The Charlotte Hornets are the talk of the league after stunning the San Antonio Spurs Monday evening. A former Knick featured very prominently in that game, and the New York fans are distraught that the franchise let him get away.
I'm referring, of course, to Steve Clifford -- former assistant under Jeff Van Gundy in New York, and one of the finest coaches in the league. His Hornets are 10 games over .500, ranking 8th in the league in defensive efficiently and an astonishing 11th in offensive efficiency, turning around years of scoring futility for the franchise.
How has Clifford done it? He achieve success by doing the least Knicks thing imaginable: He changed his philosophy to suit his players. Gone are the days where Charlotte ran the majority of their offense through Al Jefferson in the post. The front office grabbed some underrated perimeter players, and Clifford changed to a more perimeter-oriented offense.
At The Hive's Nick Denning stated Clifford's case for Coach of the Year back in late December, and it perfectly illustrates what the challenges he's faced and how he overcame them:
Seven new players are on this season's roster, and Clifford re-did his entire offensive system to utilize their strengths, along with the returning players from last season. As a result, we're seeing numerous Hornets having career best starts -- Kemba Walker, Nicolas Batum, Jeremy Lamb, Marvin Williams and Cody Zeller to name a few. Other players, such as, Jeremy Lin, and Spencer Hawes -- are finding success after being in bad situations last season.
And that doesn't even factor in the loss of Michael Kidd-Gilchrist, one of the league's best defenders. The Hornets front office made some good under-the-radar moves this summer, but it's not as if they've thrown championship-level talent Clifford's way. Hell, they drafted ninth in one of the finest talent pools in recent history and came out with Frank Kaminsky (Next four players drafted: Justise Winslow, Myles Turner, Trey Lyles, Devin Booker. Ouch).
Clifford gets the most out of players like Marvin Williams and Kemba Walker by putting them in the position to succeed. Could you imagine what he'd do with a talent like Kristaps Porzingis?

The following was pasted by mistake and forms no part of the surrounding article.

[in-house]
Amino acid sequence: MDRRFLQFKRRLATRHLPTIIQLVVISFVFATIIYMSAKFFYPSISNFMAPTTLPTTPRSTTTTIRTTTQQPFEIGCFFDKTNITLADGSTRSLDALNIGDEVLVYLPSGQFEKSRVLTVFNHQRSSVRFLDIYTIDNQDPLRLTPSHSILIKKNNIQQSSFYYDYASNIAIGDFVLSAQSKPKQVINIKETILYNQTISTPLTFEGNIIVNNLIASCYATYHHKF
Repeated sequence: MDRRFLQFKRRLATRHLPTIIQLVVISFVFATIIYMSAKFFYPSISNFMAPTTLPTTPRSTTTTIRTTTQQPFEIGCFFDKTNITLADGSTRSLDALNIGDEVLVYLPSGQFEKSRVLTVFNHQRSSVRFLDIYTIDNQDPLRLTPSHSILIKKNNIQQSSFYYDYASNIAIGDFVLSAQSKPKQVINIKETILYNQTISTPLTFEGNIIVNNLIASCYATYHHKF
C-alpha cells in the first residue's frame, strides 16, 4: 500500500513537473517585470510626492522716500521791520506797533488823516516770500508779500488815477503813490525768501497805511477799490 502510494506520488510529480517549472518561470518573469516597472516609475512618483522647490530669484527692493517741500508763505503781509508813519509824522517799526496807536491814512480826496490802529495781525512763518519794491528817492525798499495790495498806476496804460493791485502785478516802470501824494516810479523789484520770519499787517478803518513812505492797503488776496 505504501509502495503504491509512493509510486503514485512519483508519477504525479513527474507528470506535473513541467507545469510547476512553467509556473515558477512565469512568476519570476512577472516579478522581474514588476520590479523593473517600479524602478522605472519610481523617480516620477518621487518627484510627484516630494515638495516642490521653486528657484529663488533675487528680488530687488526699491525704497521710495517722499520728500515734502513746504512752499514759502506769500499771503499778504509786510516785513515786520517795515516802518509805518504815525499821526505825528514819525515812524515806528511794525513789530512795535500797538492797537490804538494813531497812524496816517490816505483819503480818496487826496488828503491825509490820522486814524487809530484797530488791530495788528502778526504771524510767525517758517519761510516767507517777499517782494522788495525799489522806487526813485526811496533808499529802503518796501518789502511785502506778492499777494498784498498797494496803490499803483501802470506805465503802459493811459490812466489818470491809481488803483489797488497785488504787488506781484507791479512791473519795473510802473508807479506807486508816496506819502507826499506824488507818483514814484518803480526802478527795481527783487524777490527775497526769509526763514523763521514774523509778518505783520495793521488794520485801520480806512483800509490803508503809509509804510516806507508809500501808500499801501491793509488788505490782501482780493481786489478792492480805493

Sadly, Steve Clifford won't coach the Knicks next year. But he should be the template for any candidate moving forward -- a defensive coach who is willing to adapt. Essentially, the opposite of almost every coach the Knicks have had for the past decade.
Just check down the list of New York's most recent head coaches -- Mike D'Antoni, Mike Woodson, Derek Fisher, Kurt Rambis -- and it's hard to find a guy with a flexible ideology. Woodson had the most success with his outside-the-box small-ball approach, then willingly torpedoed it in the name of his basketball beliefs. Perhaps Fisher could have grown into that kind of coach -- he had shown some encouraging signs -- but of course he was fired and replaced by the ultimate Triangle zealot in Rambis.
I've supported many of the moves Phil Jackson has made over the past few years. He's cleaned away much of the trash on the roster, and has given us at least a few players who could contribute on a winner. He even went outside of Triangle orthodoxy in acquiring Porzingis and Robin Lopez, neither of whom appeared to be traditional Triangle bigs. If only he could do the same thing in picking his next coach.
Aside from a few progressive roster moves, there is little indication that Phil is comfortable looking outside the Triangle Club. It's not so much the antiquated offense that's killing the club, but that damn stubbornness, the lack of willingness to adapt. Particularly in Kristaps' case, they're pounding a square peg into a round hole. Let's be honest, though -- this obstinate streak was present at MSG long before Phil arrived. If the Zen Master doesn't find a coach who's willing to change with the times, he'll be replaced ... probably by a guy even more pig-headed than he.
We need you, Phil. We need you to be the change. If it doesn't happen this summer, it might never happen.